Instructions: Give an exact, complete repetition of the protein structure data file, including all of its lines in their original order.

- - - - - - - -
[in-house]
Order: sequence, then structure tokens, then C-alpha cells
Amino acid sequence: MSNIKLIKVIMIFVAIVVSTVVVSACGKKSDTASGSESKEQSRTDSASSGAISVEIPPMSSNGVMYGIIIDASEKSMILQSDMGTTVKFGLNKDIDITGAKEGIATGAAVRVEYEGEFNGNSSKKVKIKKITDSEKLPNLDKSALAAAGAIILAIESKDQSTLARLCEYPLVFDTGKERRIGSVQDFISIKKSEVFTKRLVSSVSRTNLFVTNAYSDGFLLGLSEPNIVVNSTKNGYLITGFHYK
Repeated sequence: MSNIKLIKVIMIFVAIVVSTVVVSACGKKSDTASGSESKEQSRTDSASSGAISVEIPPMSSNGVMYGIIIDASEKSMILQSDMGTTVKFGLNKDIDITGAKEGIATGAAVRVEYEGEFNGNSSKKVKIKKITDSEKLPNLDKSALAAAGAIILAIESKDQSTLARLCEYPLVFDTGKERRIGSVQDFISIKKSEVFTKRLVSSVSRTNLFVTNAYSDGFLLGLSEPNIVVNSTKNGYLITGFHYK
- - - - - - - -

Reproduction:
[in-house]
Order: sequence, then structure tokens, then C-alpha cells
Amino acid sequence: MSNIKLIKVIMIFVAIVVSTVVVSACGKKSDTASGSESKEQSRTDSASSGAISVEIPPMSSNGVMYGIIIDASEKSMILQSDMGTTVKFGLNKDIDITGAKEGIATGAAVRVEYEGEFNGNSSKKVKIKKITDSEKLPNLDKSALAAAGAIILAIESKDQSTLARLCEYPLVFDTGKERRIGSVQDFISIKKSEVFTKRLVSSVSRTNLFVTNAYSDGFLLGLSEPNIVVNSTKNGYLITGFHYK
Repeated sequence: MSNIKLIKVIMIFVAIVVSTVVVSACGKKSDTASGSESKEQSRTDSASSGAISVEIPPMSSNGVMYGIIIDASEKSMILQSDMGTTVKFGLNKDIDITGAKEGIATGAAVRVEYEGEFNGNSSKKVKIKKITDSEKLPNLDKSALAAAGAIILAIESKDQSTLARLCEYPLVFDTGKERRIGSVQDFISIKKSEVFTKRLVSSVSRTNLFVTNAYSDGFLLGLSEPNIVVNSTKNGYLITGFHYK